A very commonly used term when discussing irrigation or landscape is evapotranspiration (or ET for short).
What is evapotranspiration?
Evapotranspiration is the sum of water lost from the soil surface and plant foliage (evaporation) and water used by plants (transpiration). There are a number of factors that affect evapotranspiration including plant species, weather factors and quality of water available to the plant.
Reference Evapotranspiration (ETo)
A helpful way to quantify weather based data is the calculation of reference evapotranspiration or ET. The best sources for live or real-time ET data are local sources (local weather stations), Cooperative Extension Service, National Weather Service and water purveyors.
Evapotranspiration can be based on alfalfa ET(r) or if turf, ET(o).
ET(o) is defined as the ET rate of healthy turf, completely covering the ground to a uniform height of 4 -6 inches and having an adequate supply of water with no microclimate factors influencing it.
Why is ET important?
Evapotranspiration or reference ETo, is an important reference point for irrigation water use calculations. It represents a specific rate of use in response to local weather conditions.
Like this newsletter? Sign up for our monthly newsletters
Example of ET in use.
Determine the Plant Water Requirement for Acacia Redolens planted at 15″ spacing on center.
Location is a garden setting surrounded on three sides by four story concrete buildings in Los Angeles
The objective of a accurate irrigation schedule is to supply the correct amount of water to the plant without over watering. (because we don’t want to waste money with unnecessary watering nor do want to kill the plant by over watering)
So how do we find this specific amount of water?
To calculate the ET rate of a specific plant we need the following two factors; the landscape coefficient K(L) and the reference evapotranspiration (ETo).
The specific ET for a plant is ET (L), the “L” = Landscape.
ET(L) = K(L) x ET (o)
K(L) = Landscape coefficient
ET(o) = Reference evapotranspiration
The ET for landscape ET(L) will vary as the mix of plant species is used, the density of planting and the planting location microclimate. After we evaluate each factor and assign a numerical value to each, we then can estimate the overall K(L).
K(L) = K(s) x K(d) x K(mc)
K(L) = Landscape coefficient
K(s) = Species Factor
K(d) = Density Factor
K(mc) = Microclimate Factor
Once we calculate K(L) we simply multiply it against our ET(0) to determine our landscape water requirement.
Species Factor K(s)
Species Factor K(s) will vary considerably in their transpiration rates. Values for species factor are available through local sources such as Cooperative Extension Service.
Because there is such a range of water usage among different plants, the water use is divided into three groups: low, medium and high. This is shown in the table below:
Density Factor K(d)
Landscapes can also vary in density. Leaf surface is often less in newly planted landscape than mature landscapes and will use less water.The total water loss from dense planting most likely will be higher due to the greater total leaf area for the site. We then assign a higher density factor to these areas.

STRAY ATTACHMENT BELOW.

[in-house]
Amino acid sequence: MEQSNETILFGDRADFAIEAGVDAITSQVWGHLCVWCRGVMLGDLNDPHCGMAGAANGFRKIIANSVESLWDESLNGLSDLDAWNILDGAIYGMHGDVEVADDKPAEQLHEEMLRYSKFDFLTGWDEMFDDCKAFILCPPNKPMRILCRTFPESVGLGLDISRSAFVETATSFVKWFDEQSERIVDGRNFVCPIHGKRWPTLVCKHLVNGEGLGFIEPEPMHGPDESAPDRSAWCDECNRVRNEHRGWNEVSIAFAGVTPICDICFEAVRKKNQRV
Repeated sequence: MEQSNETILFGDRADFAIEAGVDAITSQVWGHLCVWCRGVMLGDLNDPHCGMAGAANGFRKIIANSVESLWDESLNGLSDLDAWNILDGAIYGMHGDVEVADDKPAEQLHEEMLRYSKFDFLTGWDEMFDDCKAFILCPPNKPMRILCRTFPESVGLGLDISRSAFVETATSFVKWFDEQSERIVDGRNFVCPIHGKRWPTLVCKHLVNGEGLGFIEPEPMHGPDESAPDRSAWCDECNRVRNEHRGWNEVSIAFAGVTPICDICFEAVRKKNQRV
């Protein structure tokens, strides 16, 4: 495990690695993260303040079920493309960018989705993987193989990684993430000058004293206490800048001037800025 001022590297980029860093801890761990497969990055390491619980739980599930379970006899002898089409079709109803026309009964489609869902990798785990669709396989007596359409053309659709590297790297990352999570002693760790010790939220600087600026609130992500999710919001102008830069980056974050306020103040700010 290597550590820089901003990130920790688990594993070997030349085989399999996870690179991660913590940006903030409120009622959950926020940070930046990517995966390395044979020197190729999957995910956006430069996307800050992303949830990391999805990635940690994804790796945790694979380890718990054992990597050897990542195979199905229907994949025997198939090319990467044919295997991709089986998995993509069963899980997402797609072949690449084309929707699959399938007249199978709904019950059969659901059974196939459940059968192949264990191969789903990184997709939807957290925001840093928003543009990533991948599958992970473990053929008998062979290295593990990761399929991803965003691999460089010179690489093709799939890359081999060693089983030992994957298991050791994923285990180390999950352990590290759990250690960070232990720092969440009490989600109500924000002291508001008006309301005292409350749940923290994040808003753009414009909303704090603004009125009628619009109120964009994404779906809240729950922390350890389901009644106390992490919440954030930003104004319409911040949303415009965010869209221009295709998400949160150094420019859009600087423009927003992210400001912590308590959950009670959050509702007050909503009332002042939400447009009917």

landscape density factor
Microclimate Factor K(mc)
The environment may also play a role in landscape water use as well. A medium microclimate area is where buildings, pavement, slopes, shade and reflection do not influence the site. In these conditions K(mc) = 1. A high microclimate conation is where the landscape is surrounded (or affected) by heat-absorbing surfaces, reflecting or high wind conditions. In these cases, K(mc) could be as high as 1.4. A low microclimate is where a planting area is in shade or protected from the wind. This area will have a K(mc) = .5.
Lets plug the numbers in and find our answer:
From looking at our reference guide, Estimating Irrigation Water Needs of Landscape Plantings in California, (WUCOLs ), we can quickly determine that the species factor K(s) is “Low” (for zone 3-Los Angeles).
Therefore, K(s) = .2
Next we need to determine the Density factor. From the problem we can see that these shrubs are planted 15′ o.c., hence they density is quite low.
Therefore, K(d) = .5
Next we need to determine a microclimate factor. The planting area is surrounded by concrete buildings which will reflect heat. But the the areas is also being protected from the sun, and wind. Hence since these conditions offer a trade off , we will use a value of 1.0.
K(mc) = 1.0
K(L) = K(s) x K(d) x K(mc)
K(L) = .2 x .5 x 1.0
K(L) = .1
Now lets multiply our ET(o) x K(L)
From our ET reference table (above) we see that July is the hottest month of the year with an ET of 5.4. Since this is worst case, lets use that value.
ET(L) = ET(o) x K(L)
ET(L) = 5.4 x .1
ET(L) = .54 inches of water for the month of July!
How cool is that? We just determined that Acacia Redolens, for this particular setting and condtion will only need .54 inches of water for the entire month of July! Now mind you, this is just an estimate, (your mileage may vary..) but you can cleary see how using ET values can help you determine plant water needs.
Next up, we’ll determine Irrigation Water Requirement.
Whether you need to irrigate a commercial shopping center, municipal building, sports field, parking lot or residence, Atomic Irrigation can help. We’re up to speed on all the latest in technology from low-water spray heads, drip irrigation products and the latest ET Controllers. We can help.